November 2021 Reading Thread

Bick

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Next up, a book which is the beginning of a series reported to be "Better than Honor Harrington." Charles E. Gannon, Fire With Fire.
Whether such a staunch fan of Honor as yourself will agree with me I doubt Parson, and yet the hero is a good guy who wants to do what’s best all the time, and isn’t a cynical wise guy, which I do think should be your sort of thing.
 

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Whether such a staunch fan of Honor as yourself will agree with me I doubt Parson, and yet the hero is a good guy who wants to do what’s best all the time, and isn’t a cynical wise guy, which I do think should be your sort of thing.
yeah i know but the bloody thing is boring
 

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yeah i know but the bloody thing is boring
Is the explosion-per-page count a bit low? I’d say it’s one of the least boring books I’ve read recently. The series might not be Tolstoy, but four of the novels were nominated for the Nebula, compared to none of the Honor Harrington books, so maybe my saying they are half decent isn’t completely mad.
 

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Is the explosion-per-page count a bit low? I’d say it’s one of the least boring books I’ve read recently. The series might not be Tolstoy, but four of the novels were nominated for the Nebula, compared to none of the Honor Harrington books, so maybe my saying they are half decent isn’t completely mad.
sorry no explosions. the guy goes investigate in the moon, is turned in a popsicle, awakes up years later and is sent to another planet to investigate alien life. Sorry but either the writing or the content just don't grab me.
 

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sorry no explosions. the guy goes investigate in the moon, is turned in a popsicle, awakes up years later and is sent to another planet to investigate alien life. Sorry but either the writing or the content just don't grab me.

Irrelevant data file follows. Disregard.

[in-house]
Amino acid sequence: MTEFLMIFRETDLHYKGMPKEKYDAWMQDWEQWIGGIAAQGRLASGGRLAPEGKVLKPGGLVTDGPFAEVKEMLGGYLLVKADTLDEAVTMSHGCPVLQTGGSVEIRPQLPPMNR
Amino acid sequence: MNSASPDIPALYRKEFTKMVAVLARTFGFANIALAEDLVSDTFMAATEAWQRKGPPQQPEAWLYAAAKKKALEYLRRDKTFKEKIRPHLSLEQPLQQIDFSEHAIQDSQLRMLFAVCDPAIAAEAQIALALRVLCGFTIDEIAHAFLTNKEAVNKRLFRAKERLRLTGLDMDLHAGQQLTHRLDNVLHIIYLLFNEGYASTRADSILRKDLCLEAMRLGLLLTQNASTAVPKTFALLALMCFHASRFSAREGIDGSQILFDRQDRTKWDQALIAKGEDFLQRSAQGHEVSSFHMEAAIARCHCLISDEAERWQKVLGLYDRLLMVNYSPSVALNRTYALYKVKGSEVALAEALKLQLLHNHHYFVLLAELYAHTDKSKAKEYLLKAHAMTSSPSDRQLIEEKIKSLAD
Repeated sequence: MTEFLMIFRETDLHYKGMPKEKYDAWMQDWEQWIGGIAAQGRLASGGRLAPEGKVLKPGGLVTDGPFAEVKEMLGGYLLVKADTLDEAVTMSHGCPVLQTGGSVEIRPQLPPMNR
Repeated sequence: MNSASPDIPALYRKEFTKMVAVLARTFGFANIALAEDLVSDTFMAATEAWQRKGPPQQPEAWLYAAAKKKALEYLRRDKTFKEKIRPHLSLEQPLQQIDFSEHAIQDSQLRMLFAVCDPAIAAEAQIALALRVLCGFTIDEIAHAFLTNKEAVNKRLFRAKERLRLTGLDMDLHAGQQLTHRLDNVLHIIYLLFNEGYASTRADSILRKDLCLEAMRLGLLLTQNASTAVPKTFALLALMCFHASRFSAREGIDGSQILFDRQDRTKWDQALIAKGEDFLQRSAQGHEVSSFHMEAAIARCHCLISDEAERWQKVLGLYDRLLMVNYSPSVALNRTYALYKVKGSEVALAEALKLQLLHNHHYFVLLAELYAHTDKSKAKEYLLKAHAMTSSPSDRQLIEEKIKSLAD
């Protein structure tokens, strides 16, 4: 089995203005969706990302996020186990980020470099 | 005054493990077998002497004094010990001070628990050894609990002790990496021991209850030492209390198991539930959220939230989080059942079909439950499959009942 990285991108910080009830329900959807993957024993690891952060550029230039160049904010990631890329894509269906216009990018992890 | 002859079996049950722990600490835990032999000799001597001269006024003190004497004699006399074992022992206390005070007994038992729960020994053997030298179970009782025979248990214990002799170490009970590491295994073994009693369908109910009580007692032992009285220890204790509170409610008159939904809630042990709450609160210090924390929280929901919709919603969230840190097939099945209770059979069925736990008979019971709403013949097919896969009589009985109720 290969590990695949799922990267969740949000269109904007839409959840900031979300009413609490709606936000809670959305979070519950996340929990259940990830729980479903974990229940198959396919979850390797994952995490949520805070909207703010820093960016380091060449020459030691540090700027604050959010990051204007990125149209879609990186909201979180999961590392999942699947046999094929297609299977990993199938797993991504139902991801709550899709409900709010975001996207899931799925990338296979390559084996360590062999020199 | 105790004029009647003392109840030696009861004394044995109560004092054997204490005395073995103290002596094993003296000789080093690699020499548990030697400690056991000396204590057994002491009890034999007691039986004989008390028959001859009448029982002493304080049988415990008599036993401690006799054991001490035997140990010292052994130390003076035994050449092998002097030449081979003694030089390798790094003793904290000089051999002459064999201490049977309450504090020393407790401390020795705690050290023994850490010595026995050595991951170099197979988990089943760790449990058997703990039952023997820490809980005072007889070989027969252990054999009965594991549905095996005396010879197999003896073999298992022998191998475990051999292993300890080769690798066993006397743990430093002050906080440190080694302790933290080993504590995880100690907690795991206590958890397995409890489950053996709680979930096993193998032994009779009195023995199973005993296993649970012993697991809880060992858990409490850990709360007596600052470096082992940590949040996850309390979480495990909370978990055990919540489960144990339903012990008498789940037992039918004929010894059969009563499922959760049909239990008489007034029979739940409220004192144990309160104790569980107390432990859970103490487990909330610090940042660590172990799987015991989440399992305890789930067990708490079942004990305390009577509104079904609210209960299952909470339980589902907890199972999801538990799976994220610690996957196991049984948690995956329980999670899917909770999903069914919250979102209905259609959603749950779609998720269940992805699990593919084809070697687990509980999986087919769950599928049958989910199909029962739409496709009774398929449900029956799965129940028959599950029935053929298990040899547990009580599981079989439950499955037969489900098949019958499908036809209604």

Yeah, I know the plot, but careful with possible spoilers tobl.
 

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I'm currently reading Dune, by Frank Herbert.
I want to read it before people start talking about the film. Somehow I don't think the film will live up to the book. Hardly any film does.
The film is only part 1 of course, so it wont spoil the second half of the book. I'm hopeful Villeneuve will do a good job.
 

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Yeah, I know the plot, but careful with possible spoilers tobl.
no apoiler lol i took care. but i read the blurb for the 3 books and then try to read the first and honestly it just doesn't click
 

Teresa Edgerton

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Over the weekend I read Silver in the Wood by Emily Tesh. Easy to see why it won the World Fantasy Award. It captures the magic of woodlands and conveys a deep (but subtle) sense of the roots (pun not entirely unintended) of folklore.

Then I read the sequel, Drowned Country, which I also enjoyed and admired, though perhaps not quite as much.
 

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I'm probably going to read this book next, bought from a charity shop. Sounds interesting, but the only thing is it mentions Germany, which I always believed didn't exist till much much later...

"It is 42 AD, and Quintus Licinius Cato has just arrived in Germany as a new recruit to the Second Legion, the toughest in the Roman army. "
FB_IMG_1637701998330-01.jpeg
 

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I'm probably going to read this book next, bought from a charity shop. Sounds interesting, but the only thing is it mentions Germany, which I always believed didn't exist till much much later...

"It is 42 AD, and Quintus Licinius Cato has just arrived in Germany as a new recruit to the Second Legion, the toughest in the Roman army. "
Julius Caesar referred to the lands east of the Rhine valley as 'Germania'. You're right, it didn't become 'Germany' until about 1870.
 

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I just finished The Ship of Ishtar by Abraham Merritt. I would say that these old mythical stories, similar to Homer- although, what I found most interesting, is that the God’s in this book are those named for the planets (Nergal, Tiamat, but no Marduk *sigh*) and of course, Ishtar. But these are in a category of their own as far as fantasy goes.

Thanks to @BAYLOR for the recommendation!
 

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